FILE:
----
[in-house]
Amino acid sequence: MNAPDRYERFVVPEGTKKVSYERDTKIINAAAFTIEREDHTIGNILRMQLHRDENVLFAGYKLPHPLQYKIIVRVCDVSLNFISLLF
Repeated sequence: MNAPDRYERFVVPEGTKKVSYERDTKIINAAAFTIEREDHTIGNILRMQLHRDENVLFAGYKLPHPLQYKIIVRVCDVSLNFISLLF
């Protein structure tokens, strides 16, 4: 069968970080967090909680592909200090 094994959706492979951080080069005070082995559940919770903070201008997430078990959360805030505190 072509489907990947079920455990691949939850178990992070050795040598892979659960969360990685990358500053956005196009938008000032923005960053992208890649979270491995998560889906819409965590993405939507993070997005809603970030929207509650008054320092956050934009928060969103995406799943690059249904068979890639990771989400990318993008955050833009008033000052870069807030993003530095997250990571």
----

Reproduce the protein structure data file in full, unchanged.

[in-house]
Amino acid sequence: MNAPDRYERFVVPEGTKKVSYERDTKIINAAAFTIEREDHTIGNILRMQLHRDENVLFAGYKLPHPLQYKIIVRVCDVSLNFISLLF
Repeated sequence: MNAPDRYERFVVPEGTKKVSYERDTKIINAAAFTIEREDHTIGNILRMQLHRDENVLFAGYKLPHPLQYKIIVRVCDVSLNFISLLF
């Protein structure tokens, strides 16, 4: 069968970080967090909680592909200090 094994959706492979951080080069005070082995559940919770903070201008997430078990959360805030505190 072509489907990947079920455990691949939850178990992070050795040598892979659960969360990685990358500053956005196009938008000032923005960053992208890649979270491995998560889906819409965590993405939507993070997005809603970030929207509650008054320092956050934009928060969103995406799943690059249904068979890639990771989400990318993008955050833009008033000052870069807030993003530095997250990571």